passive voice & other correctness issues

Subject: passive voice & other correctness issues
From: Mark I Halpern <Mark_Halpern -at- SMTPGATE -dot- TESSERACT -dot- COM>
Date: Thu, 7 Nov 1996 13:20:09 PST

Colleagues,

Today's postings have been educational even beyond the usual standards
of this discussion group.

First, I learned that there are technical writers and editors who
presume to correct the work of others by changing all passive
constructions to active ones, without regard to the appropriateness of
voice to the meaning of the particular sentence in question.

Then I learned that some of these remarkably self-confident writers
and editors don't know the difference between voice and tense.

Then I learned that some writers -- I assume Kim Shaw is not alone
-- think that "few writers or readers understand the difference in
meaning between past perfect and simple past tense," and deal with
this situation by simply changing the past perfect to the simple past
"just to get rid of a few extra words."

Then I learned from a message from John Ahlstrom that one Dennis
Baron, in a book called "Guide to Home Language Repair," had said


When a language critic complains about a word or
construction, you can be fairly certain that the target
expression has already become common enough to be
considered standard and correct, and that if you read or
listen long enough, you will find the offending bit of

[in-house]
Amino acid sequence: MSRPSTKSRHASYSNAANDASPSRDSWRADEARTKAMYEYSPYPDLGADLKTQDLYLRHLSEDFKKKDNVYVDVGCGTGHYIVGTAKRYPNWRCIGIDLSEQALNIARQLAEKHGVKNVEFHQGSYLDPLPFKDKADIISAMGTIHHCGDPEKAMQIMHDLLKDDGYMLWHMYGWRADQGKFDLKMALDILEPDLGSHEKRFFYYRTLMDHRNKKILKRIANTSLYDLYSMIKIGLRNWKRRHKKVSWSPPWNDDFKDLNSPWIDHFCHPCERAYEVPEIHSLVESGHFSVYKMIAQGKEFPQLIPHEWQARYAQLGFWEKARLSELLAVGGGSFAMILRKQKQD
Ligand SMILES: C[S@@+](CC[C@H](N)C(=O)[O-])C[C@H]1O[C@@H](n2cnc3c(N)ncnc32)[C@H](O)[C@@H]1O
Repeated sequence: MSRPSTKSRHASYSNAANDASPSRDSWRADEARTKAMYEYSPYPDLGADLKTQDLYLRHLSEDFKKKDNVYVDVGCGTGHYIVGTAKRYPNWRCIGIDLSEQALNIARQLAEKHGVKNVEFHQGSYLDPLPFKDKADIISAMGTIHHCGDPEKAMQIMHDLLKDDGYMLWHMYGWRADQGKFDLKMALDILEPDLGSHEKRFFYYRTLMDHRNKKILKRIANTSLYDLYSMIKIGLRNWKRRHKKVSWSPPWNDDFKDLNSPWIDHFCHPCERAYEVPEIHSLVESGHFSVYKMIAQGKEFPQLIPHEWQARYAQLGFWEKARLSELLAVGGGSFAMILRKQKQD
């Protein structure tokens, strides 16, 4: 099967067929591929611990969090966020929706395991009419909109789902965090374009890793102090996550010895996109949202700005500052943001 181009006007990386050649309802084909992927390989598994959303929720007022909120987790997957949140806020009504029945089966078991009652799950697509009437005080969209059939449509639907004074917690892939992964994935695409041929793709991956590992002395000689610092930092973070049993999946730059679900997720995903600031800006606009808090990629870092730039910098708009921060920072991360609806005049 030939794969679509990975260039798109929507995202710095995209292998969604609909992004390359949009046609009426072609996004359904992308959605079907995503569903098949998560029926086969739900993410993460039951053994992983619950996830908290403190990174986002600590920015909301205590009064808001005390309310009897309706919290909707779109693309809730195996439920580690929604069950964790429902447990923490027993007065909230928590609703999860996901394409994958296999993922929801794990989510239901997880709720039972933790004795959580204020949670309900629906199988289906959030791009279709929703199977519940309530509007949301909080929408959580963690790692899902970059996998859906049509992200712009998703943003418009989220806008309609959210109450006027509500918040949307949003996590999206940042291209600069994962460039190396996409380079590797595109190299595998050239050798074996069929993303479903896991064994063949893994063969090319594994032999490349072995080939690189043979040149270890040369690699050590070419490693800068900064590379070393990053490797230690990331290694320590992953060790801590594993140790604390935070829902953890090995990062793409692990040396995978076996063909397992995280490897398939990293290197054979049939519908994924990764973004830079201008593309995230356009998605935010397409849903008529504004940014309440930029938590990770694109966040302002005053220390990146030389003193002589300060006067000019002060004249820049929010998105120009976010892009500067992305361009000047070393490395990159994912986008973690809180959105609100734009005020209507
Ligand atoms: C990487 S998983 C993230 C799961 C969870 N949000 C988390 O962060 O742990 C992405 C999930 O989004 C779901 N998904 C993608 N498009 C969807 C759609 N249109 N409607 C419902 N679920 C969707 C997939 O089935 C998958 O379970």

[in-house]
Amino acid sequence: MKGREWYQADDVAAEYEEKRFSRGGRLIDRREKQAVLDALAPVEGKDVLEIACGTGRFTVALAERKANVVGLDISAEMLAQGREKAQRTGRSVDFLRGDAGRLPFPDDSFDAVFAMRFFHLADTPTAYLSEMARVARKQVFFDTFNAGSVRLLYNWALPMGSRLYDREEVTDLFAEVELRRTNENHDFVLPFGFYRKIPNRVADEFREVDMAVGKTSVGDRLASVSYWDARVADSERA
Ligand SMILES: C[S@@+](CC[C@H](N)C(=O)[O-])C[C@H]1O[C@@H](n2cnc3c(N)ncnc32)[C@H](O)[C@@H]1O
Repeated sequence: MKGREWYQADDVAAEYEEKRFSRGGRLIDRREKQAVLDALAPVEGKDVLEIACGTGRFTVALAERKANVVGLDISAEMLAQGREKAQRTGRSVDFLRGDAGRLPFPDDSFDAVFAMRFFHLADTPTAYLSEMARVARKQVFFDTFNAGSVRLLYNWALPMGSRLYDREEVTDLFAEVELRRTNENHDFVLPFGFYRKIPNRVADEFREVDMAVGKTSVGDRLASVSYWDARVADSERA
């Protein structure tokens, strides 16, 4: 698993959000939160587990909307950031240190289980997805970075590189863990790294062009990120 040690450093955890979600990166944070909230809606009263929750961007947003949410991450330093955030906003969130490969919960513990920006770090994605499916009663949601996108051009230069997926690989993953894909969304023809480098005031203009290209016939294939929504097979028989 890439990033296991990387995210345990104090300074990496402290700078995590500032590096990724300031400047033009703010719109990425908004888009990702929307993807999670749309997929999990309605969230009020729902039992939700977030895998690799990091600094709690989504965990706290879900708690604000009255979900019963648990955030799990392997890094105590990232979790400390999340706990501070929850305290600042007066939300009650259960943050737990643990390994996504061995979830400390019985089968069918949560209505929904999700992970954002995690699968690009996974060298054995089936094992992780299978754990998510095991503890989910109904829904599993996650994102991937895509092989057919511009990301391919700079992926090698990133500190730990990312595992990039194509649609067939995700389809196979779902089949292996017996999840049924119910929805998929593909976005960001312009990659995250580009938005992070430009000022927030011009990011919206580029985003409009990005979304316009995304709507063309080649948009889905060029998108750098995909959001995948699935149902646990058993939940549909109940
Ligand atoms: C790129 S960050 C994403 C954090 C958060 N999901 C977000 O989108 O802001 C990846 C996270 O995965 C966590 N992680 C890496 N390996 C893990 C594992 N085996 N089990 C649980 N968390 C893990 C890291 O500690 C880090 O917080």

language in the language critic's speech or writing,



This quotation was offered to show (presumably) that all criticism of
language usage is foolish or worse. I think the passage needs a little
rewriting to make its meaning clear, and I offer such a rewriting here:


When a medical researcher issues a warning about a
microbe or virus, you can be fairly certain that the
target organism has already become common enough to be
considered nearly ubiquitous, and that if you observe
and test long enough, you will find the offending
pathogen in the medical researcher's blood or solid
tissues.


I'm not sure I have the mental capacity to learn any more such
lessons today, so I may take a little holiday from TECHWR-L, and give
myself a chance to digest all these new ideas.

Mark Halpern
mark_halpern -at- tesseract -dot- com


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